As my ESPN colleague James McNicholas succinctly put it on Sunday when talking about Arsenal's potential Champions League opponents: "Simply put -- there is no easy draw."
As such, there shouldn't be much in the way of surprise, or dismay, that Bayern Munich will be their foil for the second successive season. They're the defending champions, possibly the best team in Europe right now, and running away with the Bundesliga already; they're going to be a huge test for Arsene Wenger's team.
- Champions League round of 16 draw
Yet last season, they were arguably even more so. It's safe to say the Gunners were struggling when Bayern came to visit the Emirates in February. After a season in which they'd never found any kind of consistent form, the week before the game they were knocked out of the FA Cup by Blackburn. It was the first tie Wenger had lost to a lower-league side in the cup, and the despondency was evident in their 3-1 first-leg defeat in the Champions League.
Bayern were rampant on the night, yet a Lukas Podolski goal against his old club gave Arsenal a second-leg chance. Wenger was bold going into that game, dropping his first-choice goalkeeper, Wojciech Szczesny, and playing Lukasz Fabianski, a man who hadn't started a game in more than a year.
Captain Thomas Vermaelen was also benched and Olivier Giroud's early goal made a game of it. Laurent Koscielny's bundled effort late in the game put Arsenal within a goal of going through, and seeing the German side keep the ball in the corner showed they were playing it safe and sensible, concerned that one more lapse would cost them.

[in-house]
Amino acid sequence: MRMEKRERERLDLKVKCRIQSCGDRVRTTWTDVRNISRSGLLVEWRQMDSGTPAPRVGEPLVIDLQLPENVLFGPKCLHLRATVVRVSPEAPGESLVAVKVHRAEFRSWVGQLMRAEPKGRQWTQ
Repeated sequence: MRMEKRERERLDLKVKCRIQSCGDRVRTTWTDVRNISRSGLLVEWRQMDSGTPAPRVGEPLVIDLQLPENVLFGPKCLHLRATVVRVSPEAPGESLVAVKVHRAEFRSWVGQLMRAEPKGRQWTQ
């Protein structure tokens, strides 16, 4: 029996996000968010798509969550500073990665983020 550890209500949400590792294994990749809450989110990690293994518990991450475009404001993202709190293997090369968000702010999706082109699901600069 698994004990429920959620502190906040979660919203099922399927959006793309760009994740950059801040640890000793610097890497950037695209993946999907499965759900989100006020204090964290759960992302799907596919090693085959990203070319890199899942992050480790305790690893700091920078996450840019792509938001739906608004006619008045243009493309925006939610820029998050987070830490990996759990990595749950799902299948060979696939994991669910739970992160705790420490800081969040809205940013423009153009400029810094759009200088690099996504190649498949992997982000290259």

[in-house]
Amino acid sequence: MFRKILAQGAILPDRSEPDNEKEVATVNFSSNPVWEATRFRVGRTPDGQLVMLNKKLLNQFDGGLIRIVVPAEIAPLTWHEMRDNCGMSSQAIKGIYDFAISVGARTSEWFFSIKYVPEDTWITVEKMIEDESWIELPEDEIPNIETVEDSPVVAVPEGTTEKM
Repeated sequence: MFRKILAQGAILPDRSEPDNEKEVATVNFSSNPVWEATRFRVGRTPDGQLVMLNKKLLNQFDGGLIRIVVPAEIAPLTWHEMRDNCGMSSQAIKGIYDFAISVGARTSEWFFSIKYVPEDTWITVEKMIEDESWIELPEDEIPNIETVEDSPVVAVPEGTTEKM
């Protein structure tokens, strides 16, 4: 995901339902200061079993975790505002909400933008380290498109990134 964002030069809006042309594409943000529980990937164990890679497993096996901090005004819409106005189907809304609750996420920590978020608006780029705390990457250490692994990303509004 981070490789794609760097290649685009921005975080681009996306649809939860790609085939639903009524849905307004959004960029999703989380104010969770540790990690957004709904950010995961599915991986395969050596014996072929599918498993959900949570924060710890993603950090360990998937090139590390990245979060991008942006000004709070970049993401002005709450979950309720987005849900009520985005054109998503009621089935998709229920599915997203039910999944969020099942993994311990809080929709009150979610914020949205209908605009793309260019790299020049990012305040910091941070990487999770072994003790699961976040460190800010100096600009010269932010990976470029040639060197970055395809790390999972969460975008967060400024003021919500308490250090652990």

This season, despite the weekend loss to Man City, Arsenal have been a much better team. They're defensively more solid, much more organised, players have clearly defined roles and responsibilities, and they attack much more fluidly. They're not top of the Premier League by accident.
Of course, much can happen to form and fitness by the time these games will be played, but that's also true for Bayern. What last season should have taught Arsenal is that despite the gulf in quality -- which was much more obvious back then -- the beauty of cup football is that anything can happen.
It's also the kind of game you really want to see your team involved in. Sure, a draw against someone like Schalke or Olympiacos would provide an easier passage to the next round, but in terms of pure spectacle, it doesn't get much better than taking on one of the giants of European football.
It's a draw to be enjoyed, not bemoaned, and watching Wenger take on Pep Guardiola once more, will be a fascinating prospect. Especially as this time around, the Spaniard doesn't have a certain left-footed genius to score all of the goals for him.